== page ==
Wednesday, October 18, 2017
Search
  
Submit your own News for
inclusion in our Site.
Click here...
Breaking News
Intel Advances Artificial Intelligence With Nervana Neural Network Processor
Razer Launches Quad-core Blade Stealth Laptop and Core V2 External Graphics Enclosure
Google Designed New Pixel Visual Core Chip Internally
The ZTE Axon M is the First Foldable Smartphone
New Microsoft Surface Book 2 Packs Real Power, Windows 10 Creators Update Release
NXP S32 Automotive Processing Platform Brings Future Vehicles to Market Faster
Google's Advanced Protection Program Adds Security Layers to Gmail
Qualcomm Debuts Snapdragon 636 Mobile Platform, X50 5G Modem For Mobiles
Active Discussions
Which of these DVD media are the best, most durable?
How to back up a PS2 DL game
Copy a protected DVD?
roxio issues with xp pro
Help make DVDInfoPro better with dvdinfomantis!!!
menu making
Optiarc AD-7260S review
cdrw trouble
 Home > News > General Computing > Scienti...
Last 7 Days News : SU MO TU WE TH FR SA All News

Thursday, December 13, 2012
Scientists Develop Cheap OLED Material


Japanese researchers have developed a new material for organic light-emitting diodes (OLEDs) that is free of rare metals, paving the wasy for the development of cheaper OLED displays for smartphones and other devices.

Existing OLEDs use fluorescent and phosphorescent materials. Fluorescent substances are cheap but they have low efficiencies of electroluminescence. Phosphorescent substances have electroluminescence efficiencies of almost 100%, but they require the use of iridium or other expensive rare metals.



A team led by Chihaya Adachi, director of Kyushu University's Center for Organic Photonics and Electronics Research, said they created a a series a of new organic electroluminescent (EL) molecules, carbazolyldicyanobenzene (CDCBs), which do not contain precious metals. The material is as cheap as fluorescent substances and is as efficient (more than 90%) in electroluminescence, or the use of electrons to induce light emission, as phosphorous substances, they said.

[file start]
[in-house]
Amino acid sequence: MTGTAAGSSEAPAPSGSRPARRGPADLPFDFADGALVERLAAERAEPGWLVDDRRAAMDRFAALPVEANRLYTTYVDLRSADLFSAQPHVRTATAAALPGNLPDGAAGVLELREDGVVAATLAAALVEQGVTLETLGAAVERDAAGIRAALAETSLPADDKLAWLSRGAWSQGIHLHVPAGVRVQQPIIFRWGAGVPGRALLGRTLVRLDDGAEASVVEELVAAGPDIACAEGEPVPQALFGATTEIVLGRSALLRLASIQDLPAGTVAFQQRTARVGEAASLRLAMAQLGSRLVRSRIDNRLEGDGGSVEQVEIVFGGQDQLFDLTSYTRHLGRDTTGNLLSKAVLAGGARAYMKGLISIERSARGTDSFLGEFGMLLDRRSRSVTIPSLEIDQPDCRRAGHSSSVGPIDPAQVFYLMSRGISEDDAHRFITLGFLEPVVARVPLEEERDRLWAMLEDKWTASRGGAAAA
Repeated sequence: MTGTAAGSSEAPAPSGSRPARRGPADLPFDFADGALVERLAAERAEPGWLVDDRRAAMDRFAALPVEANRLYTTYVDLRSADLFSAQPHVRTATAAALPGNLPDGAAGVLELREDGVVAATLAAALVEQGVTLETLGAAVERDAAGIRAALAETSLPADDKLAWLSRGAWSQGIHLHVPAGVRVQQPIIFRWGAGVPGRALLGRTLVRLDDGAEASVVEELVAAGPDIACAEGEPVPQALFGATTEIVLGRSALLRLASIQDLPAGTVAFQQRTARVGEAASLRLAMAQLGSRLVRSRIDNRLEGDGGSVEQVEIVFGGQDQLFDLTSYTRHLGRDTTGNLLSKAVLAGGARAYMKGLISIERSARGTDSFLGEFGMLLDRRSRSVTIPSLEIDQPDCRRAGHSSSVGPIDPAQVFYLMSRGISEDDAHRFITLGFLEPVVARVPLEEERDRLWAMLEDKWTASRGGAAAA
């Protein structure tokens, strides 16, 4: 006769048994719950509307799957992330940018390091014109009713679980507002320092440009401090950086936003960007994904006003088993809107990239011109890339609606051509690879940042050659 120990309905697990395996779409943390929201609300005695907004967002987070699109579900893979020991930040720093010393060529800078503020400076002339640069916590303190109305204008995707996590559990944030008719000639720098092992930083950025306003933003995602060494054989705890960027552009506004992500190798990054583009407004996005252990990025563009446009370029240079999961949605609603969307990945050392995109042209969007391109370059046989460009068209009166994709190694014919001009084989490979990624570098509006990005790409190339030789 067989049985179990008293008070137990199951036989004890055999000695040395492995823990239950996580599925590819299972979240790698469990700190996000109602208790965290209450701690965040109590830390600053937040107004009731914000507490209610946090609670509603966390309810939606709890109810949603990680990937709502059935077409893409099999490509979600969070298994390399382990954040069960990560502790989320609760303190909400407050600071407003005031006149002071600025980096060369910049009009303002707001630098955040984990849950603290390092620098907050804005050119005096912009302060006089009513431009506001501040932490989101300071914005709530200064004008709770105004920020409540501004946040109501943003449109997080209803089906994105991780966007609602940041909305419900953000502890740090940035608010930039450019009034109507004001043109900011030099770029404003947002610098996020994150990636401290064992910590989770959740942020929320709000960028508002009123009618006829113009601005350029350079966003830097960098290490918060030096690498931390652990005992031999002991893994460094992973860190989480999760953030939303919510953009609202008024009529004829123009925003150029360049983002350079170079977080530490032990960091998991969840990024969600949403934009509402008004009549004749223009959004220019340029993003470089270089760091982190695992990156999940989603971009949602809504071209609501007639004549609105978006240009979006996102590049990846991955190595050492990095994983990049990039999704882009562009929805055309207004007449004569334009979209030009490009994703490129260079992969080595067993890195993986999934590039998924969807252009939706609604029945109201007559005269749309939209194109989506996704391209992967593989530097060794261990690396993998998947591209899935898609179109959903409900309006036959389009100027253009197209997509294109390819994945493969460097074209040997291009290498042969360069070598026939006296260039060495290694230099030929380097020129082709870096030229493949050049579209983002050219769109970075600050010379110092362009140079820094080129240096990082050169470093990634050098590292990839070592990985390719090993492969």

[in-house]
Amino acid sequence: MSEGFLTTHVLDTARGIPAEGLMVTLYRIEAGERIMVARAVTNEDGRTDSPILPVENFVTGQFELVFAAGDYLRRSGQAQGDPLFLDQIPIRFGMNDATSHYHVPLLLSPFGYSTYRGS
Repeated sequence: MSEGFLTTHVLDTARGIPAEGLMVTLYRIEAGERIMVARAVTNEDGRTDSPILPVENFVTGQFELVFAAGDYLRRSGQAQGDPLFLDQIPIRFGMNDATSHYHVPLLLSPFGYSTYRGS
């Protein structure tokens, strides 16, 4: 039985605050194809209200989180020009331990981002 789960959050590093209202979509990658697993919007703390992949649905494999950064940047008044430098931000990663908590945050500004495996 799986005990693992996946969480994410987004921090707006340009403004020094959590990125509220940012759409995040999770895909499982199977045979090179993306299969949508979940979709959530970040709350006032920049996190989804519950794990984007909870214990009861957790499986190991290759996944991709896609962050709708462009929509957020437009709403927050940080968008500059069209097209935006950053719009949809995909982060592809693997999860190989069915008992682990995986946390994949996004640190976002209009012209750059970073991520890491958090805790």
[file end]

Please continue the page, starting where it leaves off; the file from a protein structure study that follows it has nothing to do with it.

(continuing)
The team named the new material's light-emitting features "hyperfluorescence."

Without the use of rare metals, the costs for materials in OLEDs can be reduced to about one-10th, the scientists said.

The team?s research results were published in the Dec. 13 edition of Nature journal.


Previous
Next
Amazon Wins EU E-book Pricing Battle with Apple, Publishers        All News        Sharp To Release New ICC Purios 4K 60-inch LCD TV in Japan
Amazon Wins EU E-book Pricing Battle with Apple, Publishers     General Computing News      Google Maps Now Available For iPhone

Get RSS feed Easy Print E-Mail this Message

Related News
China's BOE Ready to Produce Flexible OLEDs
Both LG and Samsung Invest EUR25 million in OLED Material Developer Cynora
LG Electronics to Bring Bang and Olufsen Audio to OLED TVs
LG Installs World's Largest OLED Screen in Dubai
LG Display Outlines $13.5 billion OLED Investment Plan
Samsung Display to Provide OLED panels to Xiaomi
Samsung and LG Benefit From High OLED Demand but Strategy Shifts May be Required
JDI Postpones JOLED Acquisition, Seeks More Funding
JOLED Starts Sampling Printed 4k OLED Panels to Sony
Konica Minolta and Pioneer Join Forces On OLED Lighting Business
Samsung Display Breaks Ground For New Flexible OLED Fab
Sony Returns to the OLED TV Market With New Models

Most Popular News
 
Home | News | All News | Reviews | Articles | Guides | Download | Expert Area | Forum | Site Info
Site best viewed at 1024x768+ - CDRINFO.COM 1998-2017 - All rights reserved -
Privacy policy - Contact Us .